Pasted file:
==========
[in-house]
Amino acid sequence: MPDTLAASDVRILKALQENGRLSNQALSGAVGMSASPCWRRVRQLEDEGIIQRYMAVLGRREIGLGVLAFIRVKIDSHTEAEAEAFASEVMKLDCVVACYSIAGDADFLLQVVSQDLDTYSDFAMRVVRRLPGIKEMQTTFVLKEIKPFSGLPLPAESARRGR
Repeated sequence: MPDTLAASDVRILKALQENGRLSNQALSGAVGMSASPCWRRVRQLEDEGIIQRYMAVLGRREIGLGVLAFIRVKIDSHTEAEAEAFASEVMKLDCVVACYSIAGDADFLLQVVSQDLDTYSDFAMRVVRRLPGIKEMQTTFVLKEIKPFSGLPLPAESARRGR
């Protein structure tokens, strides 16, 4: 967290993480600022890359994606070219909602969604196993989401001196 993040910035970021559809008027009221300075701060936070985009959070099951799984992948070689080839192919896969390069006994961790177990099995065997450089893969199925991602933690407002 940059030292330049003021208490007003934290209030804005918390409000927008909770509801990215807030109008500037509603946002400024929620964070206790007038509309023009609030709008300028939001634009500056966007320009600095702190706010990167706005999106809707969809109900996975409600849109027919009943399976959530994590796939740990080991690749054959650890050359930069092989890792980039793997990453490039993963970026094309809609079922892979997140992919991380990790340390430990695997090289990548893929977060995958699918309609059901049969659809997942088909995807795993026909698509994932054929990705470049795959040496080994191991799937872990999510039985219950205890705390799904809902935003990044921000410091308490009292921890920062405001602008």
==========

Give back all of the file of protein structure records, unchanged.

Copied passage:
[in-house]
Amino acid sequence: MPDTLAASDVRILKALQENGRLSNQALSGAVGMSASPCWRRVRQLEDEGIIQRYMAVLGRREIGLGVLAFIRVKIDSHTEAEAEAFASEVMKLDCVVACYSIAGDADFLLQVVSQDLDTYSDFAMRVVRRLPGIKEMQTTFVLKEIKPFSGLPLPAESARRGR
Repeated sequence: MPDTLAASDVRILKALQENGRLSNQALSGAVGMSASPCWRRVRQLEDEGIIQRYMAVLGRREIGLGVLAFIRVKIDSHTEAEAEAFASEVMKLDCVVACYSIAGDADFLLQVVSQDLDTYSDFAMRVVRRLPGIKEMQTTFVLKEIKPFSGLPLPAESARRGR
């Protein structure tokens, strides 16, 4: 967290993480600022890359994606070219909602969604196993989401001196 993040910035970021559809008027009221300075701060936070985009959070099951799984992948070689080839192919896969390069006994961790177990099995065997450089893969199925991602933690407002 940059030292330049003021208490007003934290209030804005918390409000927008909770509801990215807030109008500037509603946002400024929620964070206790007038509309023009609030709008300028939001634009500056966007320009600095702190706010990167706005999106809707969809109900996975409600849109027919009943399976959530994590796939740990080991690749054959650890050359930069092989890792980039793997990453490039993963970026094309809609079922892979997140992919991380990790340390430990695997090289990548893929977060995958699918309609059901049969659809997942088909995807795993026909698509994932054929990705470049795959040496080994191991799937872990999510039985219950205890705390799904809902935003990044921000410091308490009292921890920062405001602008």